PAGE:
Yi Yeting’s bones hurt. It feels, he says, like ants are eating him from the inside out. Yeting has leukaemia, caused by exposure to benzene, a carcinogen, while working at a container company. He has already been to hospital 28 times for chemotherapy treatments when we see him there once again, putting on a brave face as his wife and son visit.
Yi’s story is one of many in Complicit, a documentary by Heather White and Lynn Zhang that premiered at the Human Rights Watch Film Festival in London recently. The film gives a voice to factory workers exposed to toxic chemicals while making smartphones and other electronics in Shenzhen and Guangzhou.
Xiao Ya is another victim. One of hundreds of millions of Chinese “migrant workers” who left her rural home to seek a better life in the city, she came to Guangzhou as a teenager, entranced by a place she imagined as a paradise.
She began work on a smartphone production line, spending 15-hour shifts in a poorly ventilated space wiping phone screens to polish them. Xiao was poisoned by n-hexane, a solvent used as a cleaning agent that can cause nerve damage and paralysis. She and her sick co-workers didn’t know about the dangers of the chemicals they were using until they were hospitalised.
The filmmakers found subjects simply by walking into hospitals near the electronics factories. Others were directed to them by Yi, who is also an activist, campaigning against the use of benzene and n-hexane and helping sick workers get compensation to cover their medical care.
This is not easy, as it requires sick workers to have an official diagnosis of occupational disease – which companies are naturally loath to admit to. One worker says that when he sought an occupational disease diagnosis, company officials accompanied him to the health authorities, carrying a bag of money.
Often, says White, workers simply don’t know where to turn when they fall ill. They are young and don’t know their rights. “A lot of them are just bought bus tickets by their employer to ship them back to their village,” she says.
In a crucial scene in the film a woman – who did not want to appear on camera for fear of losing her job or medical insurance – reveals a rare piece of paperwork: a document from health authorities that explicitly states she has an occupational disease caused by exposure to benzene.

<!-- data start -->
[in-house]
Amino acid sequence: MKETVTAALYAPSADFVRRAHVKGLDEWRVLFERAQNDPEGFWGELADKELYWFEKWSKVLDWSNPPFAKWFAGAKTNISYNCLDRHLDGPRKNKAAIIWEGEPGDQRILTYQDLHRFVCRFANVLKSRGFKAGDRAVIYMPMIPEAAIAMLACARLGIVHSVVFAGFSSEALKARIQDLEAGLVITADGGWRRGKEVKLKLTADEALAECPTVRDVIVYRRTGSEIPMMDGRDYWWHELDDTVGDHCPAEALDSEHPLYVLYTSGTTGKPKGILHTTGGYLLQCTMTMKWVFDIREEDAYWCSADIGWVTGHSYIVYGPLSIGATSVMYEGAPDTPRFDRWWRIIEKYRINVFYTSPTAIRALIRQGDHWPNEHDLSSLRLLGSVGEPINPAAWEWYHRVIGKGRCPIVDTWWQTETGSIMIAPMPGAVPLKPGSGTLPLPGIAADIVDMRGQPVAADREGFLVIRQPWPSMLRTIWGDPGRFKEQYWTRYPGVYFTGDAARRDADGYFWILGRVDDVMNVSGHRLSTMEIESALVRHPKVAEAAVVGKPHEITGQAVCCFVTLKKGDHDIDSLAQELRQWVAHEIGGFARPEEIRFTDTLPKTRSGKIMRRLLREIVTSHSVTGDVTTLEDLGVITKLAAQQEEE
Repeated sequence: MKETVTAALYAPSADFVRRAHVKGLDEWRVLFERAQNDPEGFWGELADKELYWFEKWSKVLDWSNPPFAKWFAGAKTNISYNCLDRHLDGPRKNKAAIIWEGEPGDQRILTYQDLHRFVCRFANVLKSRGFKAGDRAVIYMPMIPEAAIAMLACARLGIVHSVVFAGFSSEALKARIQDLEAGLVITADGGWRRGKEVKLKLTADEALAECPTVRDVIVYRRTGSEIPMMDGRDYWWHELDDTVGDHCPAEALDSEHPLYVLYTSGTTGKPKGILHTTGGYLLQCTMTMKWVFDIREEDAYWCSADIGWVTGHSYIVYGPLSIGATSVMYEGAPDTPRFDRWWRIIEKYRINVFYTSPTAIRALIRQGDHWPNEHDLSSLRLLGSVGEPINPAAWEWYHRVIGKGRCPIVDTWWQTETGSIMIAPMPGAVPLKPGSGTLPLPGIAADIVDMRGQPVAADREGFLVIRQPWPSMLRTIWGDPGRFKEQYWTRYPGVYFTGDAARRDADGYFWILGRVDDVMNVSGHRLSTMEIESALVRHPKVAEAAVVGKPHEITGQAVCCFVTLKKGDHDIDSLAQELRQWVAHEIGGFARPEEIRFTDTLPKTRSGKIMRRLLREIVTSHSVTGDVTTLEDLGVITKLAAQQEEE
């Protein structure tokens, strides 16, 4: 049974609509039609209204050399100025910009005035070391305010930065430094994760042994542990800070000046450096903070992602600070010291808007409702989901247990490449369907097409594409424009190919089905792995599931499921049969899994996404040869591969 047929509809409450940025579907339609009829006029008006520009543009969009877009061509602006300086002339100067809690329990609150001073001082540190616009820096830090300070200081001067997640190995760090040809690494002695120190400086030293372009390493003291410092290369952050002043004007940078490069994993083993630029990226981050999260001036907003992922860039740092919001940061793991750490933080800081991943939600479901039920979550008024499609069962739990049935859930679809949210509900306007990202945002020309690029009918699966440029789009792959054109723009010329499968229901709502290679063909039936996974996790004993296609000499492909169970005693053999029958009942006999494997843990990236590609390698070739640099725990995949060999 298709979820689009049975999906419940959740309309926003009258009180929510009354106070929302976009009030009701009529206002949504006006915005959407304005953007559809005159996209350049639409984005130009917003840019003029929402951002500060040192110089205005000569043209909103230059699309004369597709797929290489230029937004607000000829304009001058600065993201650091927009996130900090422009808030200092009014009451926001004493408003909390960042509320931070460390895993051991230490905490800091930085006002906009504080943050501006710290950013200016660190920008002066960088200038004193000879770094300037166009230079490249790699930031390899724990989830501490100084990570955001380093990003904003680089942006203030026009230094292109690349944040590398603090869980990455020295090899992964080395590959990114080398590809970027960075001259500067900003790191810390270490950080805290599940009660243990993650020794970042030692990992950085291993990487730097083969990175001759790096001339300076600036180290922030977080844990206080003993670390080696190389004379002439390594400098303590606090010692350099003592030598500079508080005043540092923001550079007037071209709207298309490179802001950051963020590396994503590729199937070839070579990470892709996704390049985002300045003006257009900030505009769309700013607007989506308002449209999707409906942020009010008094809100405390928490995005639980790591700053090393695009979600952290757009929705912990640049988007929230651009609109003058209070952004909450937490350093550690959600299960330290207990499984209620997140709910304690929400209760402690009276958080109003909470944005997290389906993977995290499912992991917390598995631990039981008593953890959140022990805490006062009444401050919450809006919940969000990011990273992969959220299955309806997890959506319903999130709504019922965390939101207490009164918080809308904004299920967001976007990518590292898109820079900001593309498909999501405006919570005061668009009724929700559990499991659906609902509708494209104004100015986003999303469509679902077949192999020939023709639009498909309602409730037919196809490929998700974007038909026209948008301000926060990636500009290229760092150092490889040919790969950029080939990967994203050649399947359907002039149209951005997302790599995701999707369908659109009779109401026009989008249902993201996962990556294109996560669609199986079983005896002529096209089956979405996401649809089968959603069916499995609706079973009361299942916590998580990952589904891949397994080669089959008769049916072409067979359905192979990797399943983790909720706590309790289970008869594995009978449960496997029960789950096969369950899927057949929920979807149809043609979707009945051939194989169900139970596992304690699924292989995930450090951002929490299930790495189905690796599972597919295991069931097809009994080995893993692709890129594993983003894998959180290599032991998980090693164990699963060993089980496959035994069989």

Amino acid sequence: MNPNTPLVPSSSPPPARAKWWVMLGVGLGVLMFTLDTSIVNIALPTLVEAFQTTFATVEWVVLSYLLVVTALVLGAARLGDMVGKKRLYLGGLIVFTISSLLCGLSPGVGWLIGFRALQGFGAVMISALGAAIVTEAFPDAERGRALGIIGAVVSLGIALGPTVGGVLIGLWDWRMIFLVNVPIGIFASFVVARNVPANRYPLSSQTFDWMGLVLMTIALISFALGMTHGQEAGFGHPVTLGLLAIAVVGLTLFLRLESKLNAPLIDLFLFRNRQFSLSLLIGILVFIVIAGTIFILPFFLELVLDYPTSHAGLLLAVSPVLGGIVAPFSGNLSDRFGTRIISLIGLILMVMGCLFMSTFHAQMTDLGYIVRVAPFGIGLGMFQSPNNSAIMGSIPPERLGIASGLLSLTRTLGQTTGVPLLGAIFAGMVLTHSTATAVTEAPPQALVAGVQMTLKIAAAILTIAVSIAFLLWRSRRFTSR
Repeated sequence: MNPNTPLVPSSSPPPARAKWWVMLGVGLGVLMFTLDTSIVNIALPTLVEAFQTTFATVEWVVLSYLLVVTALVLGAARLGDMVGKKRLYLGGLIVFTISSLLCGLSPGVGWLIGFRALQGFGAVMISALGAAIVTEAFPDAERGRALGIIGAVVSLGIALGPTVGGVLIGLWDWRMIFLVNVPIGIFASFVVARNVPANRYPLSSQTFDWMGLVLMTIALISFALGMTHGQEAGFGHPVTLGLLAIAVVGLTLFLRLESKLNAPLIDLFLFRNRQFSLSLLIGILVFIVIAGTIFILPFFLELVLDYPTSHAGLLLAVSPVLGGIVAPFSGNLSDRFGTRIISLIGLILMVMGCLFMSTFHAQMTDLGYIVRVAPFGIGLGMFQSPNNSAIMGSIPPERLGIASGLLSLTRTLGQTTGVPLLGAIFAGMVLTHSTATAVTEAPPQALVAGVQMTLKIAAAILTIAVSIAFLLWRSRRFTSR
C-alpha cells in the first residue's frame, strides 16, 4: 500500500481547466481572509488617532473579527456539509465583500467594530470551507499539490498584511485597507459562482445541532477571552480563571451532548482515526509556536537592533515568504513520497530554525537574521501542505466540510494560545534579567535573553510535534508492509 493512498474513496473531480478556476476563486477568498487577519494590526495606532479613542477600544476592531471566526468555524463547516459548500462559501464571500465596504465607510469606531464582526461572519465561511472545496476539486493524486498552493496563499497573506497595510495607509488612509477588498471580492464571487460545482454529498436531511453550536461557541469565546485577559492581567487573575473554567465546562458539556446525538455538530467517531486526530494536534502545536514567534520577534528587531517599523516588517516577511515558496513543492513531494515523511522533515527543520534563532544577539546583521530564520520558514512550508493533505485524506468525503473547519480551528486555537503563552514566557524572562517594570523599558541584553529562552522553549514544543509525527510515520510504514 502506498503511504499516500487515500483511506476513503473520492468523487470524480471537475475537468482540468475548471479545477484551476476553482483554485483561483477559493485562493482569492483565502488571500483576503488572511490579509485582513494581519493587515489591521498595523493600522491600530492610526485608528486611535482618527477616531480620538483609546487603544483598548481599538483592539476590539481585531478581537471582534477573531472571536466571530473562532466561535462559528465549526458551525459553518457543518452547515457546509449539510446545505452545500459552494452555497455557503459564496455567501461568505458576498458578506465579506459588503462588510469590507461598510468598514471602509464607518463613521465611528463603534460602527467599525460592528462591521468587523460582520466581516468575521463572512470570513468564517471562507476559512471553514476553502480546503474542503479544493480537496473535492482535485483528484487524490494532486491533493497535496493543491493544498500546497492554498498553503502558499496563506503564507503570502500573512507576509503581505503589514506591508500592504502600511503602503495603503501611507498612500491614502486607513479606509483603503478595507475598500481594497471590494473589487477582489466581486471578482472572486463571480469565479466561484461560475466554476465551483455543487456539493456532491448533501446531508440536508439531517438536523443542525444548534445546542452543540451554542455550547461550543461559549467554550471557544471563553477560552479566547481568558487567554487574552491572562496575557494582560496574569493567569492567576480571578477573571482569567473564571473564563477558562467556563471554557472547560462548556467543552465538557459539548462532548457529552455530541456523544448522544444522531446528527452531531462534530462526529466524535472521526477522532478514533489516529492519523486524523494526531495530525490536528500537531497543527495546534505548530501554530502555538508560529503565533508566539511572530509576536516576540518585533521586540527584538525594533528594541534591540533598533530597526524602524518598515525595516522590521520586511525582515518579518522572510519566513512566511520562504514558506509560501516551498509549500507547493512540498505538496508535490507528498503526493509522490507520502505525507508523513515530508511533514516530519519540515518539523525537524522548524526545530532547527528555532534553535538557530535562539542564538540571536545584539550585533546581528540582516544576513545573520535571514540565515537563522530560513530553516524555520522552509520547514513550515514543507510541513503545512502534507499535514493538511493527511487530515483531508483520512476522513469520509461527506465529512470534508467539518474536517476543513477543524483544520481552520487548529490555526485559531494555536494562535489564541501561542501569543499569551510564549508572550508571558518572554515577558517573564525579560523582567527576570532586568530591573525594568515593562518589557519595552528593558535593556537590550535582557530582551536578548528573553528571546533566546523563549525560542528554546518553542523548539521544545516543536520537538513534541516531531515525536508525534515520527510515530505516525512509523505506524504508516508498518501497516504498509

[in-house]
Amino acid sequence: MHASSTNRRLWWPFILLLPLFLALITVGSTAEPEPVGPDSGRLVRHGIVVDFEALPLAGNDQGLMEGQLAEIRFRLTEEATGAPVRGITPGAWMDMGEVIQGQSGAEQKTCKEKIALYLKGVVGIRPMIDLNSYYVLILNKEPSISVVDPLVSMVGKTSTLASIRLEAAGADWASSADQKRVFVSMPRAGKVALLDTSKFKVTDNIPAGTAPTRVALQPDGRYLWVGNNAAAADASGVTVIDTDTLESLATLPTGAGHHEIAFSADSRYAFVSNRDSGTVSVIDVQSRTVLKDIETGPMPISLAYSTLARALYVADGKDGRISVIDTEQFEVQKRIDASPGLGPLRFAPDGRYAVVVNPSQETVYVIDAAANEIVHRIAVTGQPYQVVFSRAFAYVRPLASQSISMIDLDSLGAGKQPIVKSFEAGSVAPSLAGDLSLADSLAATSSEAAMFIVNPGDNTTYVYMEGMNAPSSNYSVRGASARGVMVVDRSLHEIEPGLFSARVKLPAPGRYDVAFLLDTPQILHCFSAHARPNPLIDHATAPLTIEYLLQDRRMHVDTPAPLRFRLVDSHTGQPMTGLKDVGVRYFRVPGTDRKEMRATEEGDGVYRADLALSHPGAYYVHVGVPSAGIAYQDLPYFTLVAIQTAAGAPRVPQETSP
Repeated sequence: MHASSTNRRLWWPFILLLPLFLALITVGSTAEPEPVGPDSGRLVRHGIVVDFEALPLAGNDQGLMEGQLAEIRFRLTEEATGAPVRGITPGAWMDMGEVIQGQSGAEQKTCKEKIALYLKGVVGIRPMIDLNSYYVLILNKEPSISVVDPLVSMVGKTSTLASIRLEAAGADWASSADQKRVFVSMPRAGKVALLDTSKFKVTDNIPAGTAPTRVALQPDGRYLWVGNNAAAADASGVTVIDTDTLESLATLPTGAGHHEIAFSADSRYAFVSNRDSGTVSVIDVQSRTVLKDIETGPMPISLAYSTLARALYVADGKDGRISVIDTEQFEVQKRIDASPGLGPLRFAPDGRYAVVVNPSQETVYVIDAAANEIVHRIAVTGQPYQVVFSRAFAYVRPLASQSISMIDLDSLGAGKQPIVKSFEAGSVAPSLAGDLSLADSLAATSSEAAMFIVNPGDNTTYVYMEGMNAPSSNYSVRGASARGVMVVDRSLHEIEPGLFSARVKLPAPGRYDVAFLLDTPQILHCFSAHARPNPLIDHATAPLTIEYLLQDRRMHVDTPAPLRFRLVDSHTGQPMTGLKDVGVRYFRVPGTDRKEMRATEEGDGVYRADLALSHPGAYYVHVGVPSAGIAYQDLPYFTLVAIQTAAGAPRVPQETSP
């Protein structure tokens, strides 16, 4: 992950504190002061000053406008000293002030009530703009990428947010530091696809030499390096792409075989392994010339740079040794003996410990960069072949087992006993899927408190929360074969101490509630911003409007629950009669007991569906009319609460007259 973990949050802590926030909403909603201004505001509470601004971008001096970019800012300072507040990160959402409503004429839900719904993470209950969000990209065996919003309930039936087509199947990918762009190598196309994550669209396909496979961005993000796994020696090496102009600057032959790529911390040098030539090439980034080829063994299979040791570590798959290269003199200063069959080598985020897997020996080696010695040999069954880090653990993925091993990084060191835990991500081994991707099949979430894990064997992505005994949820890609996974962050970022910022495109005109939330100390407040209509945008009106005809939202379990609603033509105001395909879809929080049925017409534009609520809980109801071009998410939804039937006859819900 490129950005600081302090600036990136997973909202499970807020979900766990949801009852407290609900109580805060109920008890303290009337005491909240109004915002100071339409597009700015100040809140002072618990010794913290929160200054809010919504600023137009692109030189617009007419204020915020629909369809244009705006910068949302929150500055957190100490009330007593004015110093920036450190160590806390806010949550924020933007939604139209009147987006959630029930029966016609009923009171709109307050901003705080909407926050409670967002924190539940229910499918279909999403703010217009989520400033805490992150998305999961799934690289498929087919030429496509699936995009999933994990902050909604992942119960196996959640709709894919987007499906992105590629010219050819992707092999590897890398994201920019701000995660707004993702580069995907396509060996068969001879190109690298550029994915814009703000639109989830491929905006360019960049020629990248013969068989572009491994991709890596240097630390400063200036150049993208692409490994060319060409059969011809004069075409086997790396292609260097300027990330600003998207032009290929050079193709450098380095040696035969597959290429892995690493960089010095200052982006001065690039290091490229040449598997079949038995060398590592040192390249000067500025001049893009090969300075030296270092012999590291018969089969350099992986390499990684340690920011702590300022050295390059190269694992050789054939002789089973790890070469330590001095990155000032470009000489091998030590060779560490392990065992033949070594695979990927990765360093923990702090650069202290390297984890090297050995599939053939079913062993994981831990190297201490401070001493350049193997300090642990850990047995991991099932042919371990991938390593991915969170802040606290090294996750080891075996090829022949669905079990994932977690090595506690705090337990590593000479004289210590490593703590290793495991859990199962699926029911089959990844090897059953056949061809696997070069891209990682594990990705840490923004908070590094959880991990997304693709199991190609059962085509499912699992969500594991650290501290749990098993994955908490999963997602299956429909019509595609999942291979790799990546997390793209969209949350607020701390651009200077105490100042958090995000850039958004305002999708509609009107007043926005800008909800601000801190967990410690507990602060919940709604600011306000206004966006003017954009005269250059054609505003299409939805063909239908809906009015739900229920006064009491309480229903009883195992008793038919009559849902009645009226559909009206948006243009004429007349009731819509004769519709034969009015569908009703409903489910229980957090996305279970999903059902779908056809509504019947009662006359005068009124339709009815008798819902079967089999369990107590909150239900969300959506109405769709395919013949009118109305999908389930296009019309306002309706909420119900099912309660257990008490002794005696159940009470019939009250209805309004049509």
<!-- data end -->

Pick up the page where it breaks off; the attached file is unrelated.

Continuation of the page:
The sickness and struggle takes its toll. The young workers came to the city to improve their lot, and for many leaving is not an option. Shang Jiaojiao, poisoned by n-hexane like Xiao Ya, recalls that even when she found herself in hospital and unable to walk, she wouldn’t tell her mother. She sobs as she explains that she left home so as not to be a burden on her family, and now that’s exactly what she has become.
We see 26-year-old Ming Kunpeng, who has leukaemia after being exposed to benzene, sit silently on his hospital bed next to his father. Doesn’t he want to go home, asks his father. His grandmother would like to see him. Ming later kills himself, aged 27.
Meanwhile, those fighting for their rights face brutality from the Chinese system. Protestors are arrested and activist organisations have their offices raided. Yi’s group is forced to move location several times.
“Those who are the most vulnerable and in need of resources and support from society are those who are the targets of the crackdown the government is waging,” says White. “They’re basically doing the work for the corporations.”
This, she says, is why consumers need to step up. There has already been positive action, with Samsung announcing an $85 million compensation fund for workers with occupational illnesses including leukaemia and lymphoma. Apple, meanwhile, banned benzene and n-hexane “in all final assembly manufacturing processes” from 2014. But Complicit reveals that this is not enough.
“When you have global subcontracting and outsourcing with such arms-length relationships between suppliers, subcontractors and brands, it’s very easy for the brands to look the other way,” says White. “There’s no accountability and no legal liability for what’s happening with their workforce.”
Western consumers can use their voice, she says, to bolster campaigners’ efforts and force major brands to take responsibility. “I definitely think things can change, and the pressure needs to be sustained.”
At the end of the film, we learn that Xiao Ya is out of hospital after three years and has returned home. Yi has left his job for health reasons, after still more chemotherapy.
Yi’s dedication is a guiding thread through the film and acts as a call to arms to viewers. We see him advising other workers even in his hospital pyjamas, and giving speeches to international conferences remotely when he is barred from travel.
The filmmakers remind us of an Apple advertising slogan: “The people who are crazy enough to think that they can change the world, are the ones who do.”
Complicit by Heather White and Lynn Zhang, Human Rights Watch Film Festival, London
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